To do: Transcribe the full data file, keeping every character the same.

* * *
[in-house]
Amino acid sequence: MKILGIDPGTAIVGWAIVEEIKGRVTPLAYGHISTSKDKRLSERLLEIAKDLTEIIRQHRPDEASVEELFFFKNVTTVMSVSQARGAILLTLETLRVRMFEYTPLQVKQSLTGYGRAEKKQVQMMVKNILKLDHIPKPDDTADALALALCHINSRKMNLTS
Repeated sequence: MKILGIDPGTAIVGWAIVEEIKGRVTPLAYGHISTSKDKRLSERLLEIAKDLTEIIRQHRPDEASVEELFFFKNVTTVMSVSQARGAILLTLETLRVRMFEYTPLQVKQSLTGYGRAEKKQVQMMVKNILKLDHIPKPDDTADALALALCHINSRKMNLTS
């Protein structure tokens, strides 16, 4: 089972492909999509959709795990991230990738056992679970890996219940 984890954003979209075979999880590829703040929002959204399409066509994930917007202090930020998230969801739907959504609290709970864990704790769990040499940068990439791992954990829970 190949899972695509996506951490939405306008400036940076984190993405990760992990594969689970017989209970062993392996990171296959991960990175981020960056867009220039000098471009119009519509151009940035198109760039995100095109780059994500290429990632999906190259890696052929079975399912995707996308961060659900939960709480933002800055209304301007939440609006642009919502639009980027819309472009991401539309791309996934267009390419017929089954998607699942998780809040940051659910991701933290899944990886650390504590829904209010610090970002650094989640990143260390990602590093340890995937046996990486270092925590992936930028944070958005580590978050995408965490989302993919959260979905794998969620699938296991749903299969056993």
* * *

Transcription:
[in-house]
Amino acid sequence: MKILGIDPGTAIVGWAIVEEIKGRVTPLAYGHISTSKDKRLSERLLEIAKDLTEIIRQHRPDEASVEELFFFKNVTTVMSVSQARGAILLTLETLRVRMFEYTPLQVKQSLTGYGRAEKKQVQMMVKNILKLDHIPKPDDTADALALALCHINSRKMNLTS
Repeated sequence: MKILGIDPGTAIVGWAIVEEIKGRVTPLAYGHISTSKDKRLSERLLEIAKDLTEIIRQHRPDEASVEELFFFKNVTTVMSVSQARGAILLTLETLRVRMFEYTPLQVKQSLTGYGRAEKKQVQMMVKNILKLDHIPKPDDTADALALALCHINSRKMNLTS
């Protein structure tokens, strides 16, 4: 089972492909999509959709795990991230990738056992679970890996219940 984890954003979209075979999880590829703040929002959204399409066509994930917007202090930020998230969801739907959504609290709970864990704790769990040499940068990439791992954990829970 190949899972695509996506951490939405306008400036940076984190993405990760992990594969689970017989209970062993392996990171296959991960990175981020960056867009220039000098471009119009519509151009940035198109760039995100095109780059994500290429990632999906190259890696052929079975399912995707996308961060659900939960709480933002800055209304301007939440609006642009919502639009980027819309472009991401539309791309996934267009390419017929089954998607699942998780809040940051659910991701933290899944990886650390504590829904209010610090970002650094989640990143260390990602590093340890995937046996990486270092925590992936930028944070958005580590978050995408965490989302993919959260979905794998969620699938296991749903299969056993």